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France entering recession, says state statistics body

France's state statistics agency INSEE forecasts that the GDP will drop by 0.1% in the third and fourth quarter, after dipping 0.3% in the second quarter, a downward trend that the budget minister reluctantly called a "technical recession".

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After the French national statistics office, INSEE, announced Friday that French gross domestic product (GDP) had dipped during the second quarter of 2008 and forecast a decrease for the next two quarters, French Budget Minister Eric Woerth admitted that France had entered a period of “technical recession".

A recession is defined by economists as at least two consecutive quarters of economic contraction.


“Recession”, a touchy topic

France’s political opposition has been increasingly vocal in recent months about the possibility of a recession, but French citizens had to wait until Friday to hear Woerth say the word “recession”, though he also claimed that the “reality of the situation” was otherwise.

Woerth said that over the entire year the economy is expected to grow by one percent - not a great achievement, but growth all the same. This increase rests mainly on first-quarter performance.

"One-percent growth. That's not a recession; it's very weak growth," Woerth insisted.


Of course it's a recession, says the opposition

"Yes, the recession is here," Socialist leader Francois Hollande told the daily newspaper Le Parisien.

The vice president of the French centrist party MoDem, Marielle de Sarnez, said that INSEE told the French something they already knew. “They see [the recession]; it has affected their lives over the last two months,” she said.  It has “reduced their buying power and increased unemployment”, she added.

Her point of view is shared by trade unions which condemn the government’s lack of transparency. Bernard Thibault of the giant trade union CGT said: “The government should know that there is no point in clouding the issue.”


“The French are ready to hear the truth”: interview with economist Nicolas Bouzou

Nicolas Bouzou, an economist and director of the consultancy Asteres, said: “The French are ready to hear the truth.” He added that the “figures released by the statistics office show the reality of the economic situation”.

France 24: How would you define a “recession”?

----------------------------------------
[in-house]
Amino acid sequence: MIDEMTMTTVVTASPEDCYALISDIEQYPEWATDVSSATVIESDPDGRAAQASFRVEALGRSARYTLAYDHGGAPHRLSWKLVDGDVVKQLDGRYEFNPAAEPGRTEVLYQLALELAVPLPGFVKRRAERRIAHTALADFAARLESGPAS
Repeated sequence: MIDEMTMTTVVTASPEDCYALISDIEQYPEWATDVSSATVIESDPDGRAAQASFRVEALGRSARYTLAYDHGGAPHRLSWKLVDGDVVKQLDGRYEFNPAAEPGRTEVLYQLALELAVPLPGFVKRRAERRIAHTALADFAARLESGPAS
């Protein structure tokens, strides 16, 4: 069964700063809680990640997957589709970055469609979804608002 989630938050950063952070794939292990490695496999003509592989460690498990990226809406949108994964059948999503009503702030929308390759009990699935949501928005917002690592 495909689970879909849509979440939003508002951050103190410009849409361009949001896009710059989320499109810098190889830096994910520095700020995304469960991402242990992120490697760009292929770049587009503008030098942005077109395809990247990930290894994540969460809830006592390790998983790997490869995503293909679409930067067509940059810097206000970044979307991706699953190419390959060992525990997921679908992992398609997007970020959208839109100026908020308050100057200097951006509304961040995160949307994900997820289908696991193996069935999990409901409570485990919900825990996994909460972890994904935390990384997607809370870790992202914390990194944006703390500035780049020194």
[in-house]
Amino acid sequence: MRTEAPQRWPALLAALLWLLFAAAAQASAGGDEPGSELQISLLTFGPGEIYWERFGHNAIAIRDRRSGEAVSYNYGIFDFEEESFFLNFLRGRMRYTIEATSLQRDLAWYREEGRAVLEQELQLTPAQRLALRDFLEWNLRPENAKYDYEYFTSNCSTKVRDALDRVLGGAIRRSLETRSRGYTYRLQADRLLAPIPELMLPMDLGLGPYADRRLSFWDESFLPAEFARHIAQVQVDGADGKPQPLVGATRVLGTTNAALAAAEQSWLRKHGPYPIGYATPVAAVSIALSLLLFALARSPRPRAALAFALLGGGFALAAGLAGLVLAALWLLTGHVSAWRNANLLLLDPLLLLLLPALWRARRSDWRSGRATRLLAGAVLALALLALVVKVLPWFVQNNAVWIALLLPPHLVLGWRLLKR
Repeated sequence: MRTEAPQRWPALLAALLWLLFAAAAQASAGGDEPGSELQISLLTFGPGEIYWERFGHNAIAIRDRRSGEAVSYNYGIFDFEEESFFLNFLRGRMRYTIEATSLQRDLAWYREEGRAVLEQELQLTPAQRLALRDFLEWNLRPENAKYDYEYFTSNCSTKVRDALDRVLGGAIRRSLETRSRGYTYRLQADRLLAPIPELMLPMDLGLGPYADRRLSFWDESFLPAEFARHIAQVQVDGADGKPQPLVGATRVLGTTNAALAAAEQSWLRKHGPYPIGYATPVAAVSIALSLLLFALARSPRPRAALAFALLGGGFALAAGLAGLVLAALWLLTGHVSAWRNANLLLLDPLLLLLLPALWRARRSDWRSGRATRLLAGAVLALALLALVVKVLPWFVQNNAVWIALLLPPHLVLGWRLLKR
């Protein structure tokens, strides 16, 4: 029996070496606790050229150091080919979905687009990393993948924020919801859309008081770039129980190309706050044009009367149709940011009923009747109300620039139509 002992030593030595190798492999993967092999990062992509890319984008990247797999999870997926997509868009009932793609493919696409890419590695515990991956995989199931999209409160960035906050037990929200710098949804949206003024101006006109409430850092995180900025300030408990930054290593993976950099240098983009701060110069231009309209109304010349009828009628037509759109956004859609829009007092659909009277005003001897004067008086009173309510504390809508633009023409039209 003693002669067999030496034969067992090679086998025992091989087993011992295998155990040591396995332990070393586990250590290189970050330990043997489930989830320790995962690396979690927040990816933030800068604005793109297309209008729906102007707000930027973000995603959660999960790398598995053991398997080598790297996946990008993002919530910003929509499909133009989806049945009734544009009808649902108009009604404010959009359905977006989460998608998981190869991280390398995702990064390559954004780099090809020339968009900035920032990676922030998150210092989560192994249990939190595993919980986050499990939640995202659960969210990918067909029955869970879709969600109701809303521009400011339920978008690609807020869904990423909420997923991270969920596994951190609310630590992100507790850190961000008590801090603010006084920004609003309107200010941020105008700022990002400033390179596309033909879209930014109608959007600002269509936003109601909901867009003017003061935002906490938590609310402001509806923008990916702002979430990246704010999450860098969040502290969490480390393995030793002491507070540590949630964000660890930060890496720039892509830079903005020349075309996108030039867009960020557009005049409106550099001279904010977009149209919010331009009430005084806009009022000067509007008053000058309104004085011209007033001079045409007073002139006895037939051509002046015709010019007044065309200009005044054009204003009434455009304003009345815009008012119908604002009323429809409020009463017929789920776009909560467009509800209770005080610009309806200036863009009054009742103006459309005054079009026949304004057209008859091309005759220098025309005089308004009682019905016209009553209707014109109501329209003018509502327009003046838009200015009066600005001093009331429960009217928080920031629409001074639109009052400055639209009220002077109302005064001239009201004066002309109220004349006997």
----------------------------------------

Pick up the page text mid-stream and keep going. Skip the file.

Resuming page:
Bouzou: There is a very simple economic definition of the word “recession”. It’s a drop of GDP over two consecutive quarters. More generally, a recession is also a period of economic malaise coupled with an increase in unemployment.

F24: Is the recession a direct consequence of the financial crisis?
Bouzou: Yes, the French recession is mostly caused by the financial crisis which is destabilising all developed countries. This crisis has had repercussions on France’s external trade, which is dipping due to the difficult international situation. Companies are less inclined to invest and have become much more cautious.

F24: Does this mean that France has entered a period of recession?
Bouzou: That’s true today. Not only has France’s economy shrunk over the last two quarters, but the job sector is not looking good either. Economists agree with the INSEE forecasts for the last two quarters of 2008.

F24: Eric Woerth refers to a “technical recession” while maintaining that the reality is otherwise. Is that true?
Bouzou: I don’t agree at all with Eric Woerth. I think it’s important to tell the truth, because the French are ready to hear it. It’s terrible to say that the situation is fine and then admit it isn't. It’s true that the INSEE figures for the last two quarters of 2008 are just forecasts, but one glance at the economy shows clearly that these forecasts will be proved true at the end of the year.

F24: How long will this period last?
Bouzou: When a developed country enters a period of recession, it rarely lasts more than three quarters. If you look at the growth figures for the whole of 2008, GDP will increase by 1%. But we have to wait until all the pieces are put back together to see a real recovery, which won't happen before the end of 2009 or beginning of 2010.

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